Barry Anderson celebrates gay icon Bob Crewe in “Jersey Boys”

By : Joe Kissel
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The parallels are uncanny.

Barry Anderson, a performer/musician/producer, plays performer/musician/producer Bob Crewe in Jersey Boys, the long-running jukebox musical about The Four Seasons and the manager who wrote their most iconic hits, including “Walk Like a Man,” “Big Girls Don’t Cry” and “Can’t Take My Eyes Off You.”

“Eyes” was inspired by Crewe taking a moment to acknowledge the beauty of a young male lover laying resplendent on his bed. The other two are performed with “Sherrie” as a medley, which Anderson says is the knockout moment of the show.

“These were basically four blue-collar guys and they had no problem with Crewe,” Anderson says. “From pretty much the moment he steps on stage saying ‘Hey, watch your mouth, Toto, you’re not in Newark anymore,’ you know this guy is gay.”

Flamboyant, however, Anderson is not.

“That’s where the similarities end,” he says.

And while they both work in the world of entertainment, Crewe was famous for not ending up onstage or in front of the camera even though he started as a model and a singer while Anderson has now celebrated Crewe’s life 950 times to audiences all over the country.

(Despite featuring a gay character, it’s been said that “Jersey Boys” is the only musical that attracts straight men.)

Another similarity is their approach to being gay.

“It’s just a matter of fact,” Anderson says. “It’s part of what makes me me. But it’s also just one part. It’s similar to how I embrace my height or hair color. I’m not super vocal about it.”

Back in the 60s, there was no pressure to be out, and Crewe dated women publicly but kept guys on the side.

“Here was this gay man in the early 1960s working with this band creating these songs for blue-collar America,” Anderson says. “This savvy, urbane fashion-forward very intelligent guy living in New York writing songs for factory workers and guys from the wrong side of the tracks.”

You could almost call it subversive, but Crewe was respected for his songwriting skills and helping create the classic sound of The Four Seasons.

For the Tony Award-winning Jersey Boys, Crewe is credited as lyricist. He also wrote “Lady Marmalade” and other quirky classics like “Music to Watch Girls By” and earlier produced “Devil With a Blue Dress On.”

Their parallels continue with music as Anderson recently co-produced an ambitious trans-Atlantic collection of original songs he wrote with London-based songwriter Mike Petty.

“It’s a collaboration that could have happened only in the internet age,” he says.

Sixteen different male and female vocalists from the stages of Broadway and the West End were used to give the songs of love and life a broad range of sounds and styles.

In addition to the challenges of working an ocean apart, Anderson also lived a life constantly on the road. The recording of “You Are Home” took place in New York, London and Seattle, which was where Jersey Boys played in April 2013.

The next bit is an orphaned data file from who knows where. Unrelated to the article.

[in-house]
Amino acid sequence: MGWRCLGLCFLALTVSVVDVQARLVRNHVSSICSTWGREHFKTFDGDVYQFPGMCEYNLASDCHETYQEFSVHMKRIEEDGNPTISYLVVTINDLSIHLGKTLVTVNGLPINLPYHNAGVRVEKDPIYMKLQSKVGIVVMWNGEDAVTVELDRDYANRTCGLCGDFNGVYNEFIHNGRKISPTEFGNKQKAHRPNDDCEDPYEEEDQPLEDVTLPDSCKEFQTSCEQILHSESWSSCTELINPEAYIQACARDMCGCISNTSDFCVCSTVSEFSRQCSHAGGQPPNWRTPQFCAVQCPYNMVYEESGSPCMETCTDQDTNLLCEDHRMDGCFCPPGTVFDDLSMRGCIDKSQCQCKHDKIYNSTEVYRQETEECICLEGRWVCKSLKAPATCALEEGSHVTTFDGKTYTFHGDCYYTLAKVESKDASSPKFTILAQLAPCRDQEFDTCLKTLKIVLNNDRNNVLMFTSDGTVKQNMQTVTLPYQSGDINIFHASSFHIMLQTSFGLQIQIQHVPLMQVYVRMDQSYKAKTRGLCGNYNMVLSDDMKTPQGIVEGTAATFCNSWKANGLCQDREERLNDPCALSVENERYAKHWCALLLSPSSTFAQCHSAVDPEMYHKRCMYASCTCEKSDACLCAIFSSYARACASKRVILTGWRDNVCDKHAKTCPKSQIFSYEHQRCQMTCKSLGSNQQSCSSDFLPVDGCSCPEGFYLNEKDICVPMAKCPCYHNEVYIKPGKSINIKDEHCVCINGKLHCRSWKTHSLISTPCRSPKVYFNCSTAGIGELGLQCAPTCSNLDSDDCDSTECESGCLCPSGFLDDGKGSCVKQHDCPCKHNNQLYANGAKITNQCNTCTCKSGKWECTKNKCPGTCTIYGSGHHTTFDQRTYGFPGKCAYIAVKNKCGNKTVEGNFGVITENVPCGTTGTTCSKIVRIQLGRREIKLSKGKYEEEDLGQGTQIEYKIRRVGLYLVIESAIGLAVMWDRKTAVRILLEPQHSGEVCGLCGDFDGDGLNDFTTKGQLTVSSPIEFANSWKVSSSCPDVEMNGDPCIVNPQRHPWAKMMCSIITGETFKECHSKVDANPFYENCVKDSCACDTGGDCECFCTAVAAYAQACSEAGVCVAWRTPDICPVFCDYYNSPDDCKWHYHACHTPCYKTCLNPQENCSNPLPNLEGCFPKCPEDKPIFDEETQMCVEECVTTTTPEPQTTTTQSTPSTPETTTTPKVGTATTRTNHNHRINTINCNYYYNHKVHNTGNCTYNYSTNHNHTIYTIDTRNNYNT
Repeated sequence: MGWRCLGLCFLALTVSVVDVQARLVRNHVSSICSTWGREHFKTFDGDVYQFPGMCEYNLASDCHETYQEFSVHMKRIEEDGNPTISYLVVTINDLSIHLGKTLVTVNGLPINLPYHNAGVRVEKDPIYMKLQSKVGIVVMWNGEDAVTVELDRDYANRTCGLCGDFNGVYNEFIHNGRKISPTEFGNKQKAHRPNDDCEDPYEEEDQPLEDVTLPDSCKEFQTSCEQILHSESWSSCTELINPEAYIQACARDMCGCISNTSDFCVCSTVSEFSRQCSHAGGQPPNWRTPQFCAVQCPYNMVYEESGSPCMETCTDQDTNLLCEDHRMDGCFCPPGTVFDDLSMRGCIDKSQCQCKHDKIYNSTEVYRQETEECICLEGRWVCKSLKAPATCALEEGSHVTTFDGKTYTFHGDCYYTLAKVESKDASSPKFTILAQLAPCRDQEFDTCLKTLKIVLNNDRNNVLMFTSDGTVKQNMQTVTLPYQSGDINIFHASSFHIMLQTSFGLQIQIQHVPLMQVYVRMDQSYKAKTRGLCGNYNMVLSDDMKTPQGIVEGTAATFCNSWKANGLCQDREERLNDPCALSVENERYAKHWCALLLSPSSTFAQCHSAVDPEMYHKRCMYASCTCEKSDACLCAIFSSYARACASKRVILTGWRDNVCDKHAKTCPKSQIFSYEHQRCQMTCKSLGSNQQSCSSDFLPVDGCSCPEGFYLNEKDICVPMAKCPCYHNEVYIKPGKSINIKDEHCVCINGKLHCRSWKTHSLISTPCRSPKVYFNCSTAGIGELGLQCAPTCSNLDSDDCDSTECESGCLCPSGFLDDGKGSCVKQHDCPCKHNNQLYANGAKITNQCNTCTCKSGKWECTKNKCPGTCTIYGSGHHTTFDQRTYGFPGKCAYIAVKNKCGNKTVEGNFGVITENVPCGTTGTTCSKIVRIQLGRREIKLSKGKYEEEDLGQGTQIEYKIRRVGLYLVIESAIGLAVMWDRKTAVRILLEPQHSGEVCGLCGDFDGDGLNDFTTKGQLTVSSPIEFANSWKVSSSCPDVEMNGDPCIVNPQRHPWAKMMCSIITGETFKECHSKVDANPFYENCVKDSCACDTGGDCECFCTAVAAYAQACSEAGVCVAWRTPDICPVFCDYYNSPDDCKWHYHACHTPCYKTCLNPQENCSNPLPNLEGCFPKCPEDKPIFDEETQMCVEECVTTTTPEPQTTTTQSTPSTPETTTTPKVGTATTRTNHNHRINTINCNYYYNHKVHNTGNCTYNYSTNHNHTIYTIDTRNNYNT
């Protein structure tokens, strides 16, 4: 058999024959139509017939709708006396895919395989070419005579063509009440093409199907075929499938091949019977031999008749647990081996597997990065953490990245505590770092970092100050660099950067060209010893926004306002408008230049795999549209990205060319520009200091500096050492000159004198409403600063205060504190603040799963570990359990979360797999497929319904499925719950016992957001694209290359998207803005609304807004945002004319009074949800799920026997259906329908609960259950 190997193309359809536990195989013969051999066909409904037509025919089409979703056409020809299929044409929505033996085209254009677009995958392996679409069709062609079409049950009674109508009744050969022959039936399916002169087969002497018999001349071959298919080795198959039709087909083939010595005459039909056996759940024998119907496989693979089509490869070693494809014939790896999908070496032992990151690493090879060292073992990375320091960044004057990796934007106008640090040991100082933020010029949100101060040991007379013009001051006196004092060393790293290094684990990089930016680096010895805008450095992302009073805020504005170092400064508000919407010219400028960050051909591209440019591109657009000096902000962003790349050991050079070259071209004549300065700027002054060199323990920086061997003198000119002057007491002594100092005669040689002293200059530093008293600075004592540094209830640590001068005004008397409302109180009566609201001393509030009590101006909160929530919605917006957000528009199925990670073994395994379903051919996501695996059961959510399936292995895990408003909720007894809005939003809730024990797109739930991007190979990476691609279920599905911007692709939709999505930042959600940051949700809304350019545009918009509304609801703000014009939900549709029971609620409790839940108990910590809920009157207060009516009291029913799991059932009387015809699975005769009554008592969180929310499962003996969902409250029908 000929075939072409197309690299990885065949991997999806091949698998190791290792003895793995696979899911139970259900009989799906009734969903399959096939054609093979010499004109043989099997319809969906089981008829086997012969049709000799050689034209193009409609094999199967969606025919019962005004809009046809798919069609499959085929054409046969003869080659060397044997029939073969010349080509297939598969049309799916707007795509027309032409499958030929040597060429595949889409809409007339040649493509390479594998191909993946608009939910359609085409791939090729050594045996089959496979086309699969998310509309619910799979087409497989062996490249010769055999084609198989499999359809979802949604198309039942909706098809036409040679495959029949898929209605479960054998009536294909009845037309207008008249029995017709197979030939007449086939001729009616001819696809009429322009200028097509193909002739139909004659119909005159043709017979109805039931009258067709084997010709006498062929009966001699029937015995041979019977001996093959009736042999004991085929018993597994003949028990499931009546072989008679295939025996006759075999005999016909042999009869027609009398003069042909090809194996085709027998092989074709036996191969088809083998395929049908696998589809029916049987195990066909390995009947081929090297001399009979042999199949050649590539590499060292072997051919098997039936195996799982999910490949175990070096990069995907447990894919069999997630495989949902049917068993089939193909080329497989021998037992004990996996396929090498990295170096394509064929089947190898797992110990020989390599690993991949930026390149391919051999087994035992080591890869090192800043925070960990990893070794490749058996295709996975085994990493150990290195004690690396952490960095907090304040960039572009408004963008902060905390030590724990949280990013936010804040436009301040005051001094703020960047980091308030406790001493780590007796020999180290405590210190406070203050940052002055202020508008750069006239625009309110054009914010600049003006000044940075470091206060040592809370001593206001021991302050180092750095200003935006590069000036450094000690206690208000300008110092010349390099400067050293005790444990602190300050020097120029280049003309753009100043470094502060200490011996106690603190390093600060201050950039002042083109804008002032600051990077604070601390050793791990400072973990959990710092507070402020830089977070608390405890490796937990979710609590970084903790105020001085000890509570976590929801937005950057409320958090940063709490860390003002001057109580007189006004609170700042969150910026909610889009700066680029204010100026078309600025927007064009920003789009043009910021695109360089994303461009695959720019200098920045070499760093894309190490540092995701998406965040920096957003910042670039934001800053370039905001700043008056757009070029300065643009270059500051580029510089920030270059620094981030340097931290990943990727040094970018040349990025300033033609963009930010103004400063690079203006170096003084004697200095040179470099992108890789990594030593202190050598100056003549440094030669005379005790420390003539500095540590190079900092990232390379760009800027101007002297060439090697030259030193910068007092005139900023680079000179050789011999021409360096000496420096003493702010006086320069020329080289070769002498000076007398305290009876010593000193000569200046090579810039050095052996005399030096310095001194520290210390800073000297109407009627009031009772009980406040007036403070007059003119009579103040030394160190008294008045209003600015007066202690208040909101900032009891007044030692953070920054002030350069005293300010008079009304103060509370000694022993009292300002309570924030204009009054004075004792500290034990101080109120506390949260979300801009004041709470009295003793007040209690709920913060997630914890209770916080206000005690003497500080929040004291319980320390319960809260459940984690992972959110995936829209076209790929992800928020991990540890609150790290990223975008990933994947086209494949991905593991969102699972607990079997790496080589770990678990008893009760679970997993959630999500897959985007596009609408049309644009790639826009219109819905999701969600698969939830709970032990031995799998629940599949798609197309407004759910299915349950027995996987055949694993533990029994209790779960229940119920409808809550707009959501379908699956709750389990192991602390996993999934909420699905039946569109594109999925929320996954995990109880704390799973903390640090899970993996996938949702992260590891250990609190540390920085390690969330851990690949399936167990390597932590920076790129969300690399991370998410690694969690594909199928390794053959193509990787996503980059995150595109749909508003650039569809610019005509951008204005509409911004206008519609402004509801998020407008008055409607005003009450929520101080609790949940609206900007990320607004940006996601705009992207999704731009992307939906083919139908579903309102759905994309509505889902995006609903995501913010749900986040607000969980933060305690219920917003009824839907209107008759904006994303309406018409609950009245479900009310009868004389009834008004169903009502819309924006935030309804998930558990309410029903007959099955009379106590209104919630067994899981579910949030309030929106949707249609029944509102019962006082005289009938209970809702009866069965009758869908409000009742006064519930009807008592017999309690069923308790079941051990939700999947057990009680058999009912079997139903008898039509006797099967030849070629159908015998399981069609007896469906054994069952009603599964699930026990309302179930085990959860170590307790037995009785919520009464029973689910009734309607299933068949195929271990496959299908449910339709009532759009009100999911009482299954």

“Family is a strong theme in the show, and it’s the same with the touring company,” he says. “There are 50 of us in this road family who laugh together and will give a hug if you need it.”

For the most part, Anderson’s sexual orientation is now irrelevant as in many ways it was for Crewe during the early 60s when he led the last great pre-Beatles band.

“It’s amazing how far we’ve come,” he says. “On TV and at all hours of the day you see gay couples. I consider myself lucky to have see the changes of the last 10 years.”

Despite working in the highly tolerant world of musical theater and living in New York City, Anderson needed some time to come out.

“It was pretty late actually,” he says. “It was post-college, so there was a lot of early questioning but being from a very small town in Wisconsin doesn’t help things. Moving to New York, on the other hand, was an eye-opening experience.”

Learning about Crewe also came later rather than sooner.

“I had seen Jersey Boys early in its run two or three times, and that’s the first I learned about him—to put a name and a story to the producer of the group,” he says.
After getting the role for the national tour in 2011, Anderson dove into researching his life and finding the necessary details to inform his performance.

“But what happens on stage gives a life of its own to the character,” Anderson says. “And it’s amazing to see audiences singing and dancing and the enjoyment radiating off them. That’s definitely what keeps it fun.”

While Anderson has also had roles in national productions of Legally Blonde and My Fair Lady, he said it’s been fascinating to play a historical character.

During his research, he unearthed some even lesser-known details like Crewe writing the soundtrack to Barbarella as well as more about the better-known ones like his adherence to astrology. (“And it will work, you know why?” Anderson says in the show. “I did Frankie’s chart. His Moon is in Taurus.”)

Crewe is now 82, and according to reports, is receiving full-time nursing care in Connecticut.

“It’s been an honor and a lot of fun to give a life and a face to this guy who deserves to be known for all the work he did.”

More Info:
WHAT: Jersey Boys
WHERE: April 8-13, Straz Center, Tampa; April 15-27, Bob Carr Performing Arts Center, Orlando

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